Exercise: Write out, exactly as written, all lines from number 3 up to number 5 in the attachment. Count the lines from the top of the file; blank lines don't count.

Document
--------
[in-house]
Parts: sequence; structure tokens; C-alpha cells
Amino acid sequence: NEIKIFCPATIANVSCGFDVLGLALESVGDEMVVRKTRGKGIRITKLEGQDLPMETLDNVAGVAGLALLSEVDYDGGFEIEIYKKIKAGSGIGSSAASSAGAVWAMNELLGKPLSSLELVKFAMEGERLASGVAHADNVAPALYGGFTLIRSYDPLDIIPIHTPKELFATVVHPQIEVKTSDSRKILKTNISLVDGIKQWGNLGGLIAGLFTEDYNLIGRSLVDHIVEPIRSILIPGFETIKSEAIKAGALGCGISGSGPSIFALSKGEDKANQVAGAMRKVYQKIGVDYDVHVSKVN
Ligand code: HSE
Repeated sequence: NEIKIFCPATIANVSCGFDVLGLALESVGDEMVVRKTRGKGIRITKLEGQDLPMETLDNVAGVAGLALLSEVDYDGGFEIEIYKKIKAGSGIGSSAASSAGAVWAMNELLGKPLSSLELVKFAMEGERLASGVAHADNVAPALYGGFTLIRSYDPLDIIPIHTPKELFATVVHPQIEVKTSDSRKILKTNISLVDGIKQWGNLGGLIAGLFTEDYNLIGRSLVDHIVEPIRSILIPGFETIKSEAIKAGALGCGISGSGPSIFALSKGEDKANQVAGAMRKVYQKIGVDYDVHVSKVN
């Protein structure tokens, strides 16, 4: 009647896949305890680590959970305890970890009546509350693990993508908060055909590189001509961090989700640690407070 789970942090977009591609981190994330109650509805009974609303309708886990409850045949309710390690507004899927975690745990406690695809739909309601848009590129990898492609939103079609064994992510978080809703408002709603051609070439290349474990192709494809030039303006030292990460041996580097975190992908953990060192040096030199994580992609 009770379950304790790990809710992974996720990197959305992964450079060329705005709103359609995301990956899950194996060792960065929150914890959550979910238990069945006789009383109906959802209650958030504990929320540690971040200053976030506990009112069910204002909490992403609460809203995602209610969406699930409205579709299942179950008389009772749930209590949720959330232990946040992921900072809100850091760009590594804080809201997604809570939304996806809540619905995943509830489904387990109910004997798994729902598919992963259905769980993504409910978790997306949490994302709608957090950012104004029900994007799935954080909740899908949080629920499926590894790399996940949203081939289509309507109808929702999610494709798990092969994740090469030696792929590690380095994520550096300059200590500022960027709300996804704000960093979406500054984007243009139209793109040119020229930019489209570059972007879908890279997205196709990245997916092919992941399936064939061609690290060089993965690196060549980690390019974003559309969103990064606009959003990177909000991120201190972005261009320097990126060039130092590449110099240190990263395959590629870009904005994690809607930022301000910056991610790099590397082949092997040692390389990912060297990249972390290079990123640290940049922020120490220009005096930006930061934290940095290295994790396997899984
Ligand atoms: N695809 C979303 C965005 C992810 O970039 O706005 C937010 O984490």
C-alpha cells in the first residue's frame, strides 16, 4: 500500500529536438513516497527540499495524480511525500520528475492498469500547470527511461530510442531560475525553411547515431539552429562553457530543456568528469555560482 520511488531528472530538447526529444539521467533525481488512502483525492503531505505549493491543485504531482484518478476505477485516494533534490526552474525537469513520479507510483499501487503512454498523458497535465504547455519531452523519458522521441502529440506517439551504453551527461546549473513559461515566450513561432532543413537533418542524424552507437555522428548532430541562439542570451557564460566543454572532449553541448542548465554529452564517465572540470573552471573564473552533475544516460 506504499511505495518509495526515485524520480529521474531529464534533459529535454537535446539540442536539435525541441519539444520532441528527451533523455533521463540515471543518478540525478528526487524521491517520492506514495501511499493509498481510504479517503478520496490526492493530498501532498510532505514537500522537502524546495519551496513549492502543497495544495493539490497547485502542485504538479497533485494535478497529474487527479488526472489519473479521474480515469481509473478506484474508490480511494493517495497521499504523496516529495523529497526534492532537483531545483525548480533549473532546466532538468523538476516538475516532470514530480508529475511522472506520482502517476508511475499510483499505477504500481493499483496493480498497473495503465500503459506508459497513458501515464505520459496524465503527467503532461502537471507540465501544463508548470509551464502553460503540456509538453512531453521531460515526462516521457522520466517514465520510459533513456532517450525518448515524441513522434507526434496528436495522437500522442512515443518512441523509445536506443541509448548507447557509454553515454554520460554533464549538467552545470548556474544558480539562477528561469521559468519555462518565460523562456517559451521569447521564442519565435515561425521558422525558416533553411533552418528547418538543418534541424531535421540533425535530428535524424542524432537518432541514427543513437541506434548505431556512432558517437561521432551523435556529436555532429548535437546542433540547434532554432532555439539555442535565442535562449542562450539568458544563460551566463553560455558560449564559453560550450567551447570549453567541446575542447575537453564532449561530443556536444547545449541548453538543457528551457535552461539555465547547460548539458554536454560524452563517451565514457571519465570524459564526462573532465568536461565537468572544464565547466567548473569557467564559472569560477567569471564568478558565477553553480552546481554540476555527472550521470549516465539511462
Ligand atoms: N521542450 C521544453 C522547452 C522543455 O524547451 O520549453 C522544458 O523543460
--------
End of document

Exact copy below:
Amino acid sequence: NEIKIFCPATIANVSCGFDVLGLALESVGDEMVVRKTRGKGIRITKLEGQDLPMETLDNVAGVAGLALLSEVDYDGGFEIEIYKKIKAGSGIGSSAASSAGAVWAMNELLGKPLSSLELVKFAMEGERLASGVAHADNVAPALYGGFTLIRSYDPLDIIPIHTPKELFATVVHPQIEVKTSDSRKILKTNISLVDGIKQWGNLGGLIAGLFTEDYNLIGRSLVDHIVEPIRSILIPGFETIKSEAIKAGALGCGISGSGPSIFALSKGEDKANQVAGAMRKVYQKIGVDYDVHVSKVN
Ligand code: HSE
Repeated sequence: NEIKIFCPATIANVSCGFDVLGLALESVGDEMVVRKTRGKGIRITKLEGQDLPMETLDNVAGVAGLALLSEVDYDGGFEIEIYKKIKAGSGIGSSAASSAGAVWAMNELLGKPLSSLELVKFAMEGERLASGVAHADNVAPALYGGFTLIRSYDPLDIIPIHTPKELFATVVHPQIEVKTSDSRKILKTNISLVDGIKQWGNLGGLIAGLFTEDYNLIGRSLVDHIVEPIRSILIPGFETIKSEAIKAGALGCGISGSGPSIFALSKGEDKANQVAGAMRKVYQKIGVDYDVHVSKVN